By John Gerson

A colleague of mine, who is a child psychologist and author of an excellent guidebook for parents, observes that nothing strengthens the bond between parents and children as much as the parents taking an active interest in what interests the child. I think about this as entering the child’s world and stretching to discover what that world looks and feels like. Of course, keeping your observations and hunches to yourself won’t benefit the child; she needs the pleasure of her parent’s seeing and commenting upon what is seen in positive ways in order to strengthen her interests and her self esteem.

So, we know that our children need our active attention and admiration in order to feel good about themselves, feel good about and trust us, and to grow. It’s a short step to understanding that our marital partners need these ingredients from us for the same reasons. If they are short in supply, and are replaced by complaints and criticism, then it is very likely that feelings of alienation and anger will develop, and closeness will be hard to achieve.

All is not lost, by any means, however. When I identify a negative pattern of energy of in my work with couples, I talk about it, and highlight that they have reason to hope for change, so long as each partner consciously and deliberately devotes herself to entering her partner’s world, taking an active interest in what she finds there, and focusing out loud on the partner’s strengths. There are other ingredients that support the reversal of negative patterns, but none as important as these. Remember, however, that re-orienting yourself away from what turns you off about your partner, restraining the old impulse to go there once again, and deliberately replacing the negative with the positive, will require work on your part, and that in order for the new strategy to work, it must be sustained. If it is sustained, then your partner’s distrust that you are just “blowing smoke” will begin to evaporate. If the exchange of active, positive expressions of acclaim, admiration and support is sustained, then new behaviors become stamped in. I’m reminded of the old lyric, “we belong to a mutual admiration society” as I write this. Human beings are pleasure seekers: if their behavior is rewarded, it will tend to be repeated.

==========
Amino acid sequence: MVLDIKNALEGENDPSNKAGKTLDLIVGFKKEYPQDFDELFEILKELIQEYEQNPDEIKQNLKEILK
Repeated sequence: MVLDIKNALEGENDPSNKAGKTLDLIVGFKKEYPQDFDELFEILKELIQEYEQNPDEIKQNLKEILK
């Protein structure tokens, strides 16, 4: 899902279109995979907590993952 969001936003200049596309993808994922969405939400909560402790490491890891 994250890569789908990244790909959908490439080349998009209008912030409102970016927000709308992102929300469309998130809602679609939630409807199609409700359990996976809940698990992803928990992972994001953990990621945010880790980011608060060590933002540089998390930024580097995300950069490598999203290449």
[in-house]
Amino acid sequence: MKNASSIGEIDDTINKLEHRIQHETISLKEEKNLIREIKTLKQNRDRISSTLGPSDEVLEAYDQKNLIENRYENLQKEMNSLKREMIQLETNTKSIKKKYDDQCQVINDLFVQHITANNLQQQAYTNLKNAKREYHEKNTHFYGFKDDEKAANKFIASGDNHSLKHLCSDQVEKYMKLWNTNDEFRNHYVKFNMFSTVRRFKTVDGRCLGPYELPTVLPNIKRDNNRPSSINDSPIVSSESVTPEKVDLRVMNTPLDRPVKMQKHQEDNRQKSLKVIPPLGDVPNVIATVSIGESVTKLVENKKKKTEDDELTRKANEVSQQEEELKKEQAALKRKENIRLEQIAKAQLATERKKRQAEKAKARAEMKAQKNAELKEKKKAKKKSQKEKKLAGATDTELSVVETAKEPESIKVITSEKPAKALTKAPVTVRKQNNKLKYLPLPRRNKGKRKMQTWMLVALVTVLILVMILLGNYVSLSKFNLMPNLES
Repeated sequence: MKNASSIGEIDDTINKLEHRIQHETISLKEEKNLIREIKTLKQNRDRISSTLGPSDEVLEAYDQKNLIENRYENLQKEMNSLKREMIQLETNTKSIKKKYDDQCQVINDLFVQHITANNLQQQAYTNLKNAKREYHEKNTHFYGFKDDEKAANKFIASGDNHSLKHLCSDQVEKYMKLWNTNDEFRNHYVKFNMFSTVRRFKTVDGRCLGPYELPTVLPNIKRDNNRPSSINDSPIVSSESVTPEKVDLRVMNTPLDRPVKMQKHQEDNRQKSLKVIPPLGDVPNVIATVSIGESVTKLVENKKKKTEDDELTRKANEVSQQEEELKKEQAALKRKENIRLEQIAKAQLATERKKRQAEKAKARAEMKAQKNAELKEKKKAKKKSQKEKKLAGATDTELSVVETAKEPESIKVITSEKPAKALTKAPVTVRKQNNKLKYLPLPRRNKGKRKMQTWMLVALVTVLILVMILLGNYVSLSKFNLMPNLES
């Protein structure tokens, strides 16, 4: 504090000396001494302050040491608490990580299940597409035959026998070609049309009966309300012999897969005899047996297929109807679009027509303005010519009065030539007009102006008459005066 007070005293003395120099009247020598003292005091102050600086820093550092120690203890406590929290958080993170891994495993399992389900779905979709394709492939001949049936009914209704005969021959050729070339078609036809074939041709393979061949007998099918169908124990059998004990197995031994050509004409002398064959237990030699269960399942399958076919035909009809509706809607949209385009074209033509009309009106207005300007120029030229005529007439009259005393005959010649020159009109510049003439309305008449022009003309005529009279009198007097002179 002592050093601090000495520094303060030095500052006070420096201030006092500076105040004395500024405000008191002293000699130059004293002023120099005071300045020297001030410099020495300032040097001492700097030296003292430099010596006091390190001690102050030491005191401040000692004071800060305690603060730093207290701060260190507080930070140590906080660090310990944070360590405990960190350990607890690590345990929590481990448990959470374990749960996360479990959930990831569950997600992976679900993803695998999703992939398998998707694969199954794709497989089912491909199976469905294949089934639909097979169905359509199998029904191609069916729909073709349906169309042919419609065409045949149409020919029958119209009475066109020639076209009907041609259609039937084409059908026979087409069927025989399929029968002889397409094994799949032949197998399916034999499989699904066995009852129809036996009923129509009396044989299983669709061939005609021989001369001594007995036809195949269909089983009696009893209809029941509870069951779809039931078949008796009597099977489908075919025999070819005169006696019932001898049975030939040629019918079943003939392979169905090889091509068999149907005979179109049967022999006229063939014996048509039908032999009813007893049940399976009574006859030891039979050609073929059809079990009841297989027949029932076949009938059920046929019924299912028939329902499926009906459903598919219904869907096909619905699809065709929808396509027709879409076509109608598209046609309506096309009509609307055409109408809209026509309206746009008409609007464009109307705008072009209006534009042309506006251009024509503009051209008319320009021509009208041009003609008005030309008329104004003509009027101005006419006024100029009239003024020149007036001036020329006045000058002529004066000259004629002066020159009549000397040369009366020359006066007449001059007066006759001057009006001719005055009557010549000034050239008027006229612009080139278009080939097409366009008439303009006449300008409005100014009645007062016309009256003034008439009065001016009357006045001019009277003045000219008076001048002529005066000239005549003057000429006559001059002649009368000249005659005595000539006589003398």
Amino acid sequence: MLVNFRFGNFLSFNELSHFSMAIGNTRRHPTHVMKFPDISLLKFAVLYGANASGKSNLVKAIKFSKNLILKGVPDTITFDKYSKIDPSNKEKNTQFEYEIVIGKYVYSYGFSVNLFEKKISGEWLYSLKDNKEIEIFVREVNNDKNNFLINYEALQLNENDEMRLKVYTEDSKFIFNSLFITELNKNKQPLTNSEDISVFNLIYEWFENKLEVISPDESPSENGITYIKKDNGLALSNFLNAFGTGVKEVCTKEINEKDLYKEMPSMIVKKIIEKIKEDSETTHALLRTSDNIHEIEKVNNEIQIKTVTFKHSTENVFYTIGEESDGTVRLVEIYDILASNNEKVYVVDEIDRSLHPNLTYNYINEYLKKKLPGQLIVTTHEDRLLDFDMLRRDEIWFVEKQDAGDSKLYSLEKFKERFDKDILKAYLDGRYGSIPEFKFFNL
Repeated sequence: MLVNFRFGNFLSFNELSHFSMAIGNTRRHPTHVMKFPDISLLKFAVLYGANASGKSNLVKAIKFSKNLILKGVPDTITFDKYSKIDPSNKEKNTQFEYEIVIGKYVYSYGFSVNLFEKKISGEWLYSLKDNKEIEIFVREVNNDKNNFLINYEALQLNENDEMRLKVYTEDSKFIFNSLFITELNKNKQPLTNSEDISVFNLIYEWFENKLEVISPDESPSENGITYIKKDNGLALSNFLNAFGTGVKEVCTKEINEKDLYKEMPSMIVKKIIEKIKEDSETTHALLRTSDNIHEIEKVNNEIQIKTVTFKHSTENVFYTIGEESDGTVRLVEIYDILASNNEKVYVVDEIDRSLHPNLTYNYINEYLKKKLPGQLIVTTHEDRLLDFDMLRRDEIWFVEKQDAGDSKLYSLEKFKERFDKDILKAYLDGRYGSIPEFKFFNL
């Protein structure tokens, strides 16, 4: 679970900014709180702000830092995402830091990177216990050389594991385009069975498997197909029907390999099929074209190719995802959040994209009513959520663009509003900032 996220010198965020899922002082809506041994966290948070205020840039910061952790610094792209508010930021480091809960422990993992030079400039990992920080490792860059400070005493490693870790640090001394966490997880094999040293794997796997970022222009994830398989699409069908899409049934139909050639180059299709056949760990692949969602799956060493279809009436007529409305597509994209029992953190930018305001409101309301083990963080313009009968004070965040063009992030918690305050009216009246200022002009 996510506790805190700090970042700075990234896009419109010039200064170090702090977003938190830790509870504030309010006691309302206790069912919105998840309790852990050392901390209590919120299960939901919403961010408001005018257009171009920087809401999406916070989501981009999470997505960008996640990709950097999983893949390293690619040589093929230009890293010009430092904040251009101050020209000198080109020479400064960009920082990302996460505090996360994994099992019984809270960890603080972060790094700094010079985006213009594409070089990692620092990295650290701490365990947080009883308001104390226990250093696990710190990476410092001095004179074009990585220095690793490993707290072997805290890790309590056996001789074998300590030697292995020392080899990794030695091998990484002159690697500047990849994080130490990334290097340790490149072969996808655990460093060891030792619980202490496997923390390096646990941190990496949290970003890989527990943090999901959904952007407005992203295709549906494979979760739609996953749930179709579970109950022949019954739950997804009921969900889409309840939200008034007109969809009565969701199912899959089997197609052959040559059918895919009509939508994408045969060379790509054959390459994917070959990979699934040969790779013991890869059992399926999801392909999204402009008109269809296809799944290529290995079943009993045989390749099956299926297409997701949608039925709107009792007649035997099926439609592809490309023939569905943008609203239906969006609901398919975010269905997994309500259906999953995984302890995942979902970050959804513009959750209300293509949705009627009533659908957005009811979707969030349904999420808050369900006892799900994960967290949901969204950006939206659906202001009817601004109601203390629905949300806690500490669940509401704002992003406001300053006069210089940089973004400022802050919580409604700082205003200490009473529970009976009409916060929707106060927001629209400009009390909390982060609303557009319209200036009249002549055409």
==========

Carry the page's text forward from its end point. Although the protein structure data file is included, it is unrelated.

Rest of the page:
It is worth listing other positive behaviors here that can keep the spark of love and trust alive:

Touching – the magic of touch (non-sexual) can re-invigorate a relationship – a pat on the back, squeeze of the hand, a hug, an arm around the shoulder.

Novelty – Remember the old adage- variety is the spice of life? The familiarity of everyday life with a partner can and should bring feelings of comfort and security. Adding a new activity, surprising your partner with an unexpected behavior – gifts, flowers, music, unrequested massage, an unexpected night in a hotel, etc., can lead to an exciting re-vision of you as a partner.

Can you see that if the positive expressions of acclaim, admiration, and support are sustained, that your partners will begin to see you differently, and look forward to being with you? In a society so filled with hazardous addictions, why not work to create a sense of “home” for your partner that has its own, healthy magnetism?